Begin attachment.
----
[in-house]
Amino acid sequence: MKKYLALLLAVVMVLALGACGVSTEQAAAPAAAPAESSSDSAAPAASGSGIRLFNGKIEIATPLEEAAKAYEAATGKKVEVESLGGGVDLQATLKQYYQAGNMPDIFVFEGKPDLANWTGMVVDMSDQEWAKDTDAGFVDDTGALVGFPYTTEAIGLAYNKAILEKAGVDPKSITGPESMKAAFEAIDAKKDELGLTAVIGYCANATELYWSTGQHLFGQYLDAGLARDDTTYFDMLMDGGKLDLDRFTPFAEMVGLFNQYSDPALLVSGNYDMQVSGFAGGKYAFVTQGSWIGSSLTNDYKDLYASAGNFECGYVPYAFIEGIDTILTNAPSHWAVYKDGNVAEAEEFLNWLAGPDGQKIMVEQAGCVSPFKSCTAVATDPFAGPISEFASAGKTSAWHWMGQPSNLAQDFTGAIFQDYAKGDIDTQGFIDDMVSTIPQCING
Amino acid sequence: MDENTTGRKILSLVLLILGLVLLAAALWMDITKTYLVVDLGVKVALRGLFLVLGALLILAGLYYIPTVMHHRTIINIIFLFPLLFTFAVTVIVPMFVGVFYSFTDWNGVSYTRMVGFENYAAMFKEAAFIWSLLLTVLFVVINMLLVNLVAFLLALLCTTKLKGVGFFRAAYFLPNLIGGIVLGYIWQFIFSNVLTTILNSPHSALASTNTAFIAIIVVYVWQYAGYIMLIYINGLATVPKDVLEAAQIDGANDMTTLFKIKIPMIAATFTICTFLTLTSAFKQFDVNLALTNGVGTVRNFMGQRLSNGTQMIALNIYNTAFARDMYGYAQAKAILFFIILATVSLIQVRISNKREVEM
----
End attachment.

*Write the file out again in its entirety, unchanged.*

[in-house]
Amino acid sequence: MKKYLALLLAVVMVLALGACGVSTEQAAAPAAAPAESSSDSAAPAASGSGIRLFNGKIEIATPLEEAAKAYEAATGKKVEVESLGGGVDLQATLKQYYQAGNMPDIFVFEGKPDLANWTGMVVDMSDQEWAKDTDAGFVDDTGALVGFPYTTEAIGLAYNKAILEKAGVDPKSITGPESMKAAFEAIDAKKDELGLTAVIGYCANATELYWSTGQHLFGQYLDAGLARDDTTYFDMLMDGGKLDLDRFTPFAEMVGLFNQYSDPALLVSGNYDMQVSGFAGGKYAFVTQGSWIGSSLTNDYKDLYASAGNFECGYVPYAFIEGIDTILTNAPSHWAVYKDGNVAEAEEFLNWLAGPDGQKIMVEQAGCVSPFKSCTAVATDPFAGPISEFASAGKTSAWHWMGQPSNLAQDFTGAIFQDYAKGDIDTQGFIDDMVSTIPQCING
Amino acid sequence: MDENTTGRKILSLVLLILGLVLLAAALWMDITKTYLVVDLGVKVALRGLFLVLGALLILAGLYYIPTVMHHRTIINIIFLFPLLFTFAVTVIVPMFVGVFYSFTDWNGVSYTRMVGFENYAAMFKEAAFIWSLLLTVLFVVINMLLVNLVAFLLALLCTTKLKGVGFFRAAYFLPNLIGGIVLGYIWQFIFSNVLTTILNSPHSALASTNTAFIAIIVVYVWQYAGYIMLIYINGLATVPKDVLEAAQIDGANDMTTLFKIKIPMIAATFTICTFLTLTSAFKQFDVNLALTNGVGTVRNFMGQRLSNGTQMIALNIYNTAFARDMYGYAQAKAILFFIILATVSLIQVRISNKREVEM